"One Day More": Why on earth they can't sing this song more than once I'll never understand. One thing I love about this song is that it's great for listening to, but about 24601% better when you see it performed. It wasn't my favourite Les Mis song until the first time I saw the whole show live, and I'm not exaggerating when I say my mouth was hanging open the entire time (this was back in the days of the turntable, which I admit I miss a lot when this song comes up). When the lights went up for intermission that first time, I turned to Chadwick and asked, "Did you see that?? It was incredible!" and he of course said something like, "Yeah, honey, I was sitting right here." It just gets better every time I see it, although I'd swear it also gets shorter every time. Love, love, love.

Okay, okay, I'll stop! For today. But one more thing before I go: I really want to see a genderbent Les Mis someday just so I have more gushing to do about the women in the cast, who are harder to remember since they mostly don't have character names. That's the thing I really dislike about this show.

Post title is one of Enjolras' lines, just before "Do You Hear the People Sing?" begins. Because Enjolras.

28 August 2016

What Not to Wear

Hello there, yes, it's the rare Sunday Cheeky post about church-y things. If that's not your thing, I will not be offended if you skip this one. (Be warned-- tomorrow is more Les Misérables. You may like today better.)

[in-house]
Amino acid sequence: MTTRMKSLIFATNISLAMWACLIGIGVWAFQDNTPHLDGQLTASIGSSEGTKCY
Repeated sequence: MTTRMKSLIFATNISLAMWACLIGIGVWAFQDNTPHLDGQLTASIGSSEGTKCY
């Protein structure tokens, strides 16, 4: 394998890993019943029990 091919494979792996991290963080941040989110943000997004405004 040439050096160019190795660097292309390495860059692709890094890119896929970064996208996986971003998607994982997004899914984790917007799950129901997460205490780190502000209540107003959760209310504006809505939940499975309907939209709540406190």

The churchy blogosphere has kindly spilled thousands of pixels telling us all* what's appropriate attire† when we go to church on Sunday morning. I'm not going to link to them all, or indeed any of them, because how exhausting is that? I wasn't planning to add my voice to the cacophony, either, until a chance conversation with my grandmother reminded me that even my nearest and dearest can get a bit caught up in the minutia of life, and since I have this space for words, here goes.

Somebody took a picture of my feet
walking to church! Source: sanja
 gjenero on freeimages.com.
So here's a little story. I've worn jeans and t-shirts to church basically since the day I moved out of my parents' house and was no longer subject to their rules.** Sometimes I wear a skirt. Often I wear a nice shirt with my jeans instead of a t-shirt. In the summer, I usually wear shorts, because I get to church via bike/bus/my own feet and it's hot outside. 

Many, many years ago, I decided one week to dress up a little bit nicer than usual for church and wore a dress. That very Sunday, we had visitors sitting near us wearing t-shirts and shorts, and fortunately my husband's attire kept them from being the only ones in our vicinity dressed like that. The next week, I wore a dress again, and once again visitors (not the same ones) wearing more casual clothes sat nearby. When we got home that afternoon, I said to Chadwick, "Never again," and he agreed that twice in a row was as good a sign as we were going to get that we who feel comfortable dressing down should do it, if only for the sake of others who might be uncomfortable otherwise.